Ice Bucket Challenge funds ALS gene discovery

Participants tip buckets of ice water over their heads as they take part in the World Record Ice Bucket Challenge at Etihad Stadium on August 22, 2014 in Melbourne, Australia. SCOTT BARBOUR, GETTY IMAGES
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The ALS Association is crediting money raised through the Ice Bucket Challenge for the discovery of a gene's connection to the progressive, fatal disease.

The viral fundraising campaign raised more than $100 million for the association. At its peak in 2014, Facebook filled up with videos of people allowing buckets of ice water to be dumped on their heads to raise awareness of ALS. Some of that money helped fund a global effort called Project MinE to help find genetic drivers of ALS, or amyotrophic lateral sclerosis, also known as Lou Gehrig's disease.

The ALS association says a paper published this week in the journal Nature Genetics reveals Project MinE researchers have identified the NEK1 gene's connection to ALS. Understanding the gene's role will help in developing new target therapy for ALS, experts say.

"Global collaboration among scientists, which was really made possible by ALS Ice Bucket Challenge donations, led to this important discovery," one of the lead researchers, John Landers, Ph.D., of University of Massachusetts Medical School in Worcester, Massachusetts, said in a statement. "It is a prime example of the success that can come from the combined efforts of so many people, all dedicated to finding the causes of ALS. This kind of collaborative study is, more and more, where the field is headed."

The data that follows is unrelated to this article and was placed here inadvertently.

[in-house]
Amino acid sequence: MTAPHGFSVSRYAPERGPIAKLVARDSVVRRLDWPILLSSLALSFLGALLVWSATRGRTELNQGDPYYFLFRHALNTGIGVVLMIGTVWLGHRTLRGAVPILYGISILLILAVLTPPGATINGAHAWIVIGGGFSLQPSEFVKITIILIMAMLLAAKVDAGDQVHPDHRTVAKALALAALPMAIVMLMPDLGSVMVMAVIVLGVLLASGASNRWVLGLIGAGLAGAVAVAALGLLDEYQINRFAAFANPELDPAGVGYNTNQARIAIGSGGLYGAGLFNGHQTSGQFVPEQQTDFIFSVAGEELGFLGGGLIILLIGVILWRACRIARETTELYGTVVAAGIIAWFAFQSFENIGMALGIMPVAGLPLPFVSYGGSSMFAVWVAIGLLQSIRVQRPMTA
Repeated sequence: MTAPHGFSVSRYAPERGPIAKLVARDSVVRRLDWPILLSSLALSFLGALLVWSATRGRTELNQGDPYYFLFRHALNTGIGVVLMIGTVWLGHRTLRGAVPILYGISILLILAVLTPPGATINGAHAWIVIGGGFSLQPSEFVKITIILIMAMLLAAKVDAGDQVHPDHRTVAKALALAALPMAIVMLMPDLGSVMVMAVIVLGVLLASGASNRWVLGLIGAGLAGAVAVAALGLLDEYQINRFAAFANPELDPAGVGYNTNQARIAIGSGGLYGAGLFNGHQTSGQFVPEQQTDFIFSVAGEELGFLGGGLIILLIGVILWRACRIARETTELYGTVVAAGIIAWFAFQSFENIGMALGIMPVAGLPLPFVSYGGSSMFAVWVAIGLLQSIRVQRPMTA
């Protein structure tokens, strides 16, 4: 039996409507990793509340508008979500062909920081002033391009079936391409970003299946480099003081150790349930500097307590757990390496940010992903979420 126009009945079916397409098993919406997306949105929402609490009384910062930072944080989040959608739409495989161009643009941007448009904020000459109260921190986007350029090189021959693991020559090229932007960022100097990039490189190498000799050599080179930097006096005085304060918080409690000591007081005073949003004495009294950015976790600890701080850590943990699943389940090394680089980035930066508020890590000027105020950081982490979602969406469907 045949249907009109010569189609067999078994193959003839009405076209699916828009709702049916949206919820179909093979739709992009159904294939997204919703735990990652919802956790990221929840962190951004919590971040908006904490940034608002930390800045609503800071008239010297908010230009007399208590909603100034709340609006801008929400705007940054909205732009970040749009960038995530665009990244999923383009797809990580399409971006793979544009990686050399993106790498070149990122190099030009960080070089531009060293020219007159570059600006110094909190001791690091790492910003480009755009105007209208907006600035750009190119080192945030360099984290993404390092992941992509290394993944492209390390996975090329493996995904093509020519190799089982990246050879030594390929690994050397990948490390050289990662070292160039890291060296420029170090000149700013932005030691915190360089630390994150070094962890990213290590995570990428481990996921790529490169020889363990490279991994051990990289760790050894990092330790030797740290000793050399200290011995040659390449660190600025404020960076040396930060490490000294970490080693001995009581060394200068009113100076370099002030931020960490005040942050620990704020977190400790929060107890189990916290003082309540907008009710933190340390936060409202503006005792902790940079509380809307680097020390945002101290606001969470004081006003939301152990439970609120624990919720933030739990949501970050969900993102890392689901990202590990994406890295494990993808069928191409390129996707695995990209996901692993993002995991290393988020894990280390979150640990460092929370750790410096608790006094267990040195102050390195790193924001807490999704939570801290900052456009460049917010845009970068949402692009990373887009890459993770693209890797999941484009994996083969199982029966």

ALS is a progressive neurodegenerative disease that damages nerve cells in the brain and spinal cord. As the cells break down, muscle functionality wanes until eventually those living with ALS lose the ability to control all muscle movement. This leads total paralysis, and most patients die within two to five years of diagnosis.

Last year, another group of scientists credited funding from the Ice Bucket Challenge for a discovery they made regarding a dysfunctional protein in ALS patients called TDP-43. In a preliminary study done in mice, researchers from Johns Hopkins found that replacing the protein -- which breaks down and kills the body's cells -- with another protein specially designed to mimic TDP-43 revives the cells back to life.

In a Reddit "Ask Me Anything," researcher Jonathan Ling said he believed the discovery could one day lead to a treatment. He also addressed critics who claimed the Ice Bucket Challenge was a waste of time or nothing more than "hashtag activism."

"I assure you that this is absolutely false," he wrote on Reddit. "All of your donations have been amazingly helpful and we have been working tirelessly to find a cure. With the amount of money that the ice bucket challenge raised, I feel that there's a lot of hope and optimism now for real, meaningful therapies."